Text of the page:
Pupil Premium

The Government introduced the Pupil Premium in April 2011, as a means of addressing underlying inequalities between children from low income families who are eligible for free school meals (FSM) and their wealthier peers, by ensuring that funding to tackle disadvantage reaches the pupils who need it most. There are three categories of pupils that are eligible:

  • Children who are either currently eligible for FSM or have been eligible for FSM in the past six years;
  • Children who have been looked after by a local authority (in care) continuously for more than six months;
  • Children who have been adopted from care
  • Children of Armed Forces Personnel

Pupil Premium is expected to improve the outcomes and participation of FSMs children by closing the attainment gap and accelerating the progress being made by this vulnerable group. The Government decided that it is up to schools to decide how the Pupil Premium is spent, since they are best placed to assess what additional provision should be made for the individual pupils within their responsibility. Schools are accountable for how they have used the funding to support pupils from low-income families and are required to publish this information on-line.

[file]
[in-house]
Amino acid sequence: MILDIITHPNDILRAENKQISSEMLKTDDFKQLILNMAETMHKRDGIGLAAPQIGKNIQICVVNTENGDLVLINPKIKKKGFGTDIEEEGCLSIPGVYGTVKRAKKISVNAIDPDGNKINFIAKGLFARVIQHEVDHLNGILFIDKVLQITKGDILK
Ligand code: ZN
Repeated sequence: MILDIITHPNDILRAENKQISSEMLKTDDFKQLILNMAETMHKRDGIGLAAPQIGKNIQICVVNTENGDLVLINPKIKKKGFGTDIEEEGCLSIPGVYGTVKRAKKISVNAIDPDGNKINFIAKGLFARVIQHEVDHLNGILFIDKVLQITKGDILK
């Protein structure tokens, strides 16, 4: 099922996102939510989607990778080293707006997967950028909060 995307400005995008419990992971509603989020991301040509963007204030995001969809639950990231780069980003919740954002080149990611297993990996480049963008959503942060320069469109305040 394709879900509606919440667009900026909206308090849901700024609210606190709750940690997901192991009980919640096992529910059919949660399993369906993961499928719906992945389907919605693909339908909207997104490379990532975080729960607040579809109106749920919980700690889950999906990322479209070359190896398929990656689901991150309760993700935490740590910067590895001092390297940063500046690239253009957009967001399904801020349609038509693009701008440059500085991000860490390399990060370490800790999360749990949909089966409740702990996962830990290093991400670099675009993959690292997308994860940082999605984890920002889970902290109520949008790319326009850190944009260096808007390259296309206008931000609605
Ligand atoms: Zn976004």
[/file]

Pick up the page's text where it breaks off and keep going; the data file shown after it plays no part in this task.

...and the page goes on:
Several of our families already claim for FSM but we know that there are many more of you who are entitled to this funding but due to a variety of reasons have not yet accessed it. We would encourage you to do so even if your child would prefer not to have a school lunch. Once registered, we will be able to inform you of other benefits and schemes that become available to you as a result. If you think that you are eligible for FSM then please complete the relevant form attached.

All schools are required to report on the amount of funding received and how this is being used.

In the academic year 2015- 2016 we received £18,040 in Pupil Premium funding.

The allocated money was spent providing additional provision or resources for pupils to raise attainment. Please see our report as to how this money was spent.